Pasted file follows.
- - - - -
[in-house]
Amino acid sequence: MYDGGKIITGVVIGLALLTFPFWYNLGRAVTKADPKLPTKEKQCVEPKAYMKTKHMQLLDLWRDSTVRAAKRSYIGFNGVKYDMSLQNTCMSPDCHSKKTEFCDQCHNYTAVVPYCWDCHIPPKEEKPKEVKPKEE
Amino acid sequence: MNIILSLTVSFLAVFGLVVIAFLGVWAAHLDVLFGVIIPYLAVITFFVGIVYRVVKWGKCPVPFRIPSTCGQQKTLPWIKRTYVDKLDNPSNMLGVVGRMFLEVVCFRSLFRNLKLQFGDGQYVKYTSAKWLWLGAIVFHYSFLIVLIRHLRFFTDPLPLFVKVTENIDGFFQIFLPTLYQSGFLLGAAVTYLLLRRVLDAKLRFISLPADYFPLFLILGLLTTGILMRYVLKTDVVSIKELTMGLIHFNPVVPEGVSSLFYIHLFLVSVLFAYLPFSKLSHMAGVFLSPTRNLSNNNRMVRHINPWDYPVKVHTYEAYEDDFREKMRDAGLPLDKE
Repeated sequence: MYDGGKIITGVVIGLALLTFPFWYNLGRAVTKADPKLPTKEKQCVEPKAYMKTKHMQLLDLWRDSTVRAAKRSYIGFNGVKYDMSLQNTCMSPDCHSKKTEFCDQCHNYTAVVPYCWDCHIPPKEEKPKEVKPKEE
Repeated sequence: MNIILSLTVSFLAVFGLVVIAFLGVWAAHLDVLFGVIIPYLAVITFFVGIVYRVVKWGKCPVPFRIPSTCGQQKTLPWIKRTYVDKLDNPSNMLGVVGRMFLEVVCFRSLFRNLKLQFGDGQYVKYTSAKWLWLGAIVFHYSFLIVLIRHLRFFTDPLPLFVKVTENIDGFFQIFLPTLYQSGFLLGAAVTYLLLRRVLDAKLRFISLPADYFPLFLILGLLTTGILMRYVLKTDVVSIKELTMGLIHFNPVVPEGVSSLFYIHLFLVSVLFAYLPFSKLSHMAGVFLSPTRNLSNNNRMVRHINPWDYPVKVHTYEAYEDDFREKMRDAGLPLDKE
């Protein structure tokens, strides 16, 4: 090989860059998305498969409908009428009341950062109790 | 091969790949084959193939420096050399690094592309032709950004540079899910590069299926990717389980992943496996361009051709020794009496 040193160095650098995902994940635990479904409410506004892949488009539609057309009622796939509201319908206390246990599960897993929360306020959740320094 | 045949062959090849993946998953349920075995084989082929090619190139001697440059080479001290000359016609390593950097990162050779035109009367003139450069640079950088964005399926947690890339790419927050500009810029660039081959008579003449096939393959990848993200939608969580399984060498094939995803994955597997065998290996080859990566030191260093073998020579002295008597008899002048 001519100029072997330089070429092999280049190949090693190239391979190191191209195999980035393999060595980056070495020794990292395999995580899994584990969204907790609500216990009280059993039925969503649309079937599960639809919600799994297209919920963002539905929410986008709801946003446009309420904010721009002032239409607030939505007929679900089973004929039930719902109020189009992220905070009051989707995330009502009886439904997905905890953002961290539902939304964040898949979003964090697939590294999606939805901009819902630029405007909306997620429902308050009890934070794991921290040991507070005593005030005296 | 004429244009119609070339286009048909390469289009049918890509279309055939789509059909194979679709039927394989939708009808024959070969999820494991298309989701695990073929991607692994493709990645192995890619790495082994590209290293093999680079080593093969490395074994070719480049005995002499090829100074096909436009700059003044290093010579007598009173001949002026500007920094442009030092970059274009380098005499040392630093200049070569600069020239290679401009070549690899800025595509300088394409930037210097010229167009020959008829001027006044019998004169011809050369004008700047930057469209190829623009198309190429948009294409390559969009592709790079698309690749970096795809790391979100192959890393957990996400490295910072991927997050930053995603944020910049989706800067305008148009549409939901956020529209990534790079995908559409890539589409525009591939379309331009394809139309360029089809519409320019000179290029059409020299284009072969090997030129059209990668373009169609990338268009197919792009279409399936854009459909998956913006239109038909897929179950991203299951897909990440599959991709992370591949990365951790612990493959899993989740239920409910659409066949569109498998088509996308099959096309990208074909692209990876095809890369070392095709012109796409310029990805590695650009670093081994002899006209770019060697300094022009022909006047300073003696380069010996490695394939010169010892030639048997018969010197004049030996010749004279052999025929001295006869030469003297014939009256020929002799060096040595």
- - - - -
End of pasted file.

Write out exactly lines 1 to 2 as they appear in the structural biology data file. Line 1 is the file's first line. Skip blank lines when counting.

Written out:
[in-house]
Amino acid sequence: MYDGGKIITGVVIGLALLTFPFWYNLGRAVTKADPKLPTKEKQCVEPKAYMKTKHMQLLDLWRDSTVRAAKRSYIGFNGVKYDMSLQNTCMSPDCHSKKTEFCDQCHNYTAVVPYCWDCHIPPKEEKPKEVKPKEE